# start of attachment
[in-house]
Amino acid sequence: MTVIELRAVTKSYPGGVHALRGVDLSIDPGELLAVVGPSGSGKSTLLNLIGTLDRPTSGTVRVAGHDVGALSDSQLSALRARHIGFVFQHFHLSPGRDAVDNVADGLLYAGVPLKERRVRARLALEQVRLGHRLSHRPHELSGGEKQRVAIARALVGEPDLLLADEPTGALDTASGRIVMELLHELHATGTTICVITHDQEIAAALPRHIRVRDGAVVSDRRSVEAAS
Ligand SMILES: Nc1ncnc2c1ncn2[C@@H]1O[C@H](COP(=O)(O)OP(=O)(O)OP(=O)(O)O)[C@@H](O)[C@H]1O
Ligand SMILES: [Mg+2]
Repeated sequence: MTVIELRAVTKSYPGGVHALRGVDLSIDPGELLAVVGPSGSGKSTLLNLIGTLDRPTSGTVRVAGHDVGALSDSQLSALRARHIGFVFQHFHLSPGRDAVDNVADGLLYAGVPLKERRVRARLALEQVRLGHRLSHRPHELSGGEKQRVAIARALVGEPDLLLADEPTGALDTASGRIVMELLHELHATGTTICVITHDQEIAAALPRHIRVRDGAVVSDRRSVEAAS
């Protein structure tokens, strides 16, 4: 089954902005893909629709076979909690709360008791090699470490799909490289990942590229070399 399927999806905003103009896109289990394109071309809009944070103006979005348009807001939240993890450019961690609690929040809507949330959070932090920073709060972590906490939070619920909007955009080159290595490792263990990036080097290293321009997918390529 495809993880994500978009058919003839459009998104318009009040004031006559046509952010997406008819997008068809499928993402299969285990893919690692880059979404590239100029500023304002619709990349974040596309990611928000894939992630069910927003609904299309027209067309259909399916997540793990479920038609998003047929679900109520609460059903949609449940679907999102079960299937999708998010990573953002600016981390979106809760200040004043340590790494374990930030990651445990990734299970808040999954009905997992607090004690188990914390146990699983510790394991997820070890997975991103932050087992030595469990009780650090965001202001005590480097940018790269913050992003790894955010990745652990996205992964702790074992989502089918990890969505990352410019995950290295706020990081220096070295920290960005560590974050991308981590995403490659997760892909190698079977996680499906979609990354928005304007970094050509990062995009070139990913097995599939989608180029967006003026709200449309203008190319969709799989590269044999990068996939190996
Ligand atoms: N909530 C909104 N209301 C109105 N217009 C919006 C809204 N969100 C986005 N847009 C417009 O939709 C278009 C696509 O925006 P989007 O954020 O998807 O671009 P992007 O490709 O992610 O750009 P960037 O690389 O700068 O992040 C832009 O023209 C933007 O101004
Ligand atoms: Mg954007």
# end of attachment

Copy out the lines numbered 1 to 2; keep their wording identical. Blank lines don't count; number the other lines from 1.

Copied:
[in-house]
Amino acid sequence: MTVIELRAVTKSYPGGVHALRGVDLSIDPGELLAVVGPSGSGKSTLLNLIGTLDRPTSGTVRVAGHDVGALSDSQLSALRARHIGFVFQHFHLSPGRDAVDNVADGLLYAGVPLKERRVRARLALEQVRLGHRLSHRPHELSGGEKQRVAIARALVGEPDLLLADEPTGALDTASGRIVMELLHELHATGTTICVITHDQEIAAALPRHIRVRDGAVVSDRRSVEAAS